Belfast Telegraph

Ant and Dec's DNA: Declan Donnelly discovers drunken Ulster ancestor who was jailed as army deserter

Declan Donnelly (right) with co-host Anthony McPartlin
Declan Donnelly (right) with co-host Anthony McPartlin

By Christpher Leebody

A new two-part ITV show will uncover the Irish family history of one of entertainment's most famous double-acts.

Ant & Dec's DNA Journey takes a trip into the archives in search of tales of wartime glory and drunken deserters.

Guided by genealogists and historians, the I'm A Celebrity...Get Me Out Of Here! and Saturday Night Takeaway hosts explore their maternal and paternal bloodlines across Ireland and the United States. They use DNA to discover their ancestral history and will also meet some of their long-lost relatives.

Declan Donnelly (44), who still has family roots in Desertmartin, traced his paternal line through his great-great grandfather James Donnelly, who served in the Crimean War during the 19th century.

The Newcastle-Upon-Tyne native learned that James was court-martialled and labelled a deserter.

Military expert Glenn Fisher at the Royal Chelsea Barracks in London explained that James had "gone for a soldier and he's deserted after six weeks. It would have brought shame upon his family".

Even more dramatically, the records show that James, who was from near Slieve Gallion, had been imprisoned for constant drunkenness.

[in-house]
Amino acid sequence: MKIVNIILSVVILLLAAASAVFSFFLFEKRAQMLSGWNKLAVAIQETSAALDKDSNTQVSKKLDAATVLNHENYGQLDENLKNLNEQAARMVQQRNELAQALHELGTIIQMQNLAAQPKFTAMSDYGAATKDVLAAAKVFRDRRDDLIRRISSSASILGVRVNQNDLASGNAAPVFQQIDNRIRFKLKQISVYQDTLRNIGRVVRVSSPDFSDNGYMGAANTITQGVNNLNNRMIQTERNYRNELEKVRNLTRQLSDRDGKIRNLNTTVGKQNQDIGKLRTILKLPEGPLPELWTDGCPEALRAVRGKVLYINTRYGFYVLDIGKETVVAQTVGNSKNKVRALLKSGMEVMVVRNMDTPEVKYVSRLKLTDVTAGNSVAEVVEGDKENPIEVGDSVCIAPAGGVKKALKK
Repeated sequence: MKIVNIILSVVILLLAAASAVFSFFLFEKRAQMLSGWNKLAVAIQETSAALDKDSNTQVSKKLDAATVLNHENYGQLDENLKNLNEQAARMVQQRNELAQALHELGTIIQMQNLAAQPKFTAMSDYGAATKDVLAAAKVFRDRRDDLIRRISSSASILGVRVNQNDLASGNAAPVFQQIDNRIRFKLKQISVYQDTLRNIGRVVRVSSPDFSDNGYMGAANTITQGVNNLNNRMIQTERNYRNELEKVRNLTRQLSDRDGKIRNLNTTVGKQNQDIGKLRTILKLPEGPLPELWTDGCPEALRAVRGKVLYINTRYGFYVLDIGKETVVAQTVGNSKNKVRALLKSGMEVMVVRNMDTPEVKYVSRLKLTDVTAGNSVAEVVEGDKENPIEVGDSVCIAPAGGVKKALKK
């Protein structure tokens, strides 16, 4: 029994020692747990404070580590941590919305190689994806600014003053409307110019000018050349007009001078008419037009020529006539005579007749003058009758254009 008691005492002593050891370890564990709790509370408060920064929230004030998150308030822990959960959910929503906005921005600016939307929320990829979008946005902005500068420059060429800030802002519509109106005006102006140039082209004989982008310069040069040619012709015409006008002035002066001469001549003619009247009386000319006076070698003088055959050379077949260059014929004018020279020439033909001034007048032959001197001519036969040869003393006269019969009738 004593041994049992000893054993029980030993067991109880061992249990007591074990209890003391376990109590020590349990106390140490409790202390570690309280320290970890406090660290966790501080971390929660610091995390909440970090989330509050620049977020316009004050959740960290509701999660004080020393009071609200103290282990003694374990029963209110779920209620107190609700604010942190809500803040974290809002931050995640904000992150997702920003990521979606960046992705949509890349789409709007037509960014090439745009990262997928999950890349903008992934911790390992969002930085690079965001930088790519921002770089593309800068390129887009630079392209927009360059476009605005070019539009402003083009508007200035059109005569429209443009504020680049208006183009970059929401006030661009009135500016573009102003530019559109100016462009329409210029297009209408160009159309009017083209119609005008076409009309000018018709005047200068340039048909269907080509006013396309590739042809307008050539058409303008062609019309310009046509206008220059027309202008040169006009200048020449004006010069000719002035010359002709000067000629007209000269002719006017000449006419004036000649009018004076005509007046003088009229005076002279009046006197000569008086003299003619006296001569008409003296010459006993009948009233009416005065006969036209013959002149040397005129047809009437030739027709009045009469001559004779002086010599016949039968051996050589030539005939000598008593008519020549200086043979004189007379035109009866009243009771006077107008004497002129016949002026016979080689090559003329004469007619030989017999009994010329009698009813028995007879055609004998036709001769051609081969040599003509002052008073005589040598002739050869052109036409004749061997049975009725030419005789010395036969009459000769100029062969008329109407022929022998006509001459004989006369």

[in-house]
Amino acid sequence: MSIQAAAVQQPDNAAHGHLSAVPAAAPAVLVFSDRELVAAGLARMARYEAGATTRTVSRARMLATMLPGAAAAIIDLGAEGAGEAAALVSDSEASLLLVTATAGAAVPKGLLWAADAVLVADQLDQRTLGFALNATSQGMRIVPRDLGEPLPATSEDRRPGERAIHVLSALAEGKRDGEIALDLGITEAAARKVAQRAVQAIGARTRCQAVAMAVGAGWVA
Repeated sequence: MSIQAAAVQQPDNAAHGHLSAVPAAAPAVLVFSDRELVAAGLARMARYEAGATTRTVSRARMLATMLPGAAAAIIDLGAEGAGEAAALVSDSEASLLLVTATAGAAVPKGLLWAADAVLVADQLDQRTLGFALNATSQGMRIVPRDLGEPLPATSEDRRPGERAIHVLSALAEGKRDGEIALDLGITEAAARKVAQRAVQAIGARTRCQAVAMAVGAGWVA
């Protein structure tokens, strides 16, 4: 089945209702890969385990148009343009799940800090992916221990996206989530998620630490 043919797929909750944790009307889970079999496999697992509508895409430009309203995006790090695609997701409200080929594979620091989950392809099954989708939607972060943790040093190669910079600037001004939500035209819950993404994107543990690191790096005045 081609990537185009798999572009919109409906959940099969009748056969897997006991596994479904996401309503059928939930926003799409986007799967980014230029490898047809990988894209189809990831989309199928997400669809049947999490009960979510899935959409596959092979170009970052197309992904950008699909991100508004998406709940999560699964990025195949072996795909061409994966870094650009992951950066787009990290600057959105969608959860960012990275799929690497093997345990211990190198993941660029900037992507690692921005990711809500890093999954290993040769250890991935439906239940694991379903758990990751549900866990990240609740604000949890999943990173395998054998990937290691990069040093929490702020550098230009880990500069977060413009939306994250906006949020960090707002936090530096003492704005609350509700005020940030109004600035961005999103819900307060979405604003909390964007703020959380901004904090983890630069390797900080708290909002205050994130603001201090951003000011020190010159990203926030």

Explaining the significance of this to Dec, Mr Fisher said: "He was habitually drunk, that meant really that you couldn't rely on him to be on sentry duty... if you can't be relied upon you're worse than useless."

A shocked Dec admitted the tale was "not what I was expecting at all. I didn't ever expect it was going to be a colourful history".

However, it is later discovered that "good man" James, who was charged with "loss of necessities", may have in fact sold his military equipment on enlistment in order to raise money for his struggling family at Christmas.

The show, which is scheduled to air next month, also visits the Tyneside Irish Centre where 43-year-old Ant learns that his great-great grandfather Peter won the Military Medal for gallantry at the Battle of the Somme.

Belfast Telegraph


From Belfast Telegraph